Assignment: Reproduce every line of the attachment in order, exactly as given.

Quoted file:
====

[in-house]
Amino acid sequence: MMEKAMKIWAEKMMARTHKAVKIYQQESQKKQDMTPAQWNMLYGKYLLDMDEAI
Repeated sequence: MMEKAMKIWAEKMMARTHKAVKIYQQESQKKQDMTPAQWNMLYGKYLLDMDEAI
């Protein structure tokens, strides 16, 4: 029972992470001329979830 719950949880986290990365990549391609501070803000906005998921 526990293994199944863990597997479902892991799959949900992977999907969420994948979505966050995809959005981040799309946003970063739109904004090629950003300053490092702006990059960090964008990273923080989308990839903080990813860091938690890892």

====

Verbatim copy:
[in-house]
Amino acid sequence: MMEKAMKIWAEKMMARTHKAVKIYQQESQKKQDMTPAQWNMLYGKYLLDMDEAI
Repeated sequence: MMEKAMKIWAEKMMARTHKAVKIYQQESQKKQDMTPAQWNMLYGKYLLDMDEAI
């Protein structure tokens, strides 16, 4: 029972992470001329979830 719950949880986290990365990549391609501070803000906005998921 526990293994199944863990597997479902892991799959949900992977999907969420994948979505966050995809959005981040799309946003970063739109904004090629950003300053490092702006990059960090964008990273923080989308990839903080990813860091938690890892």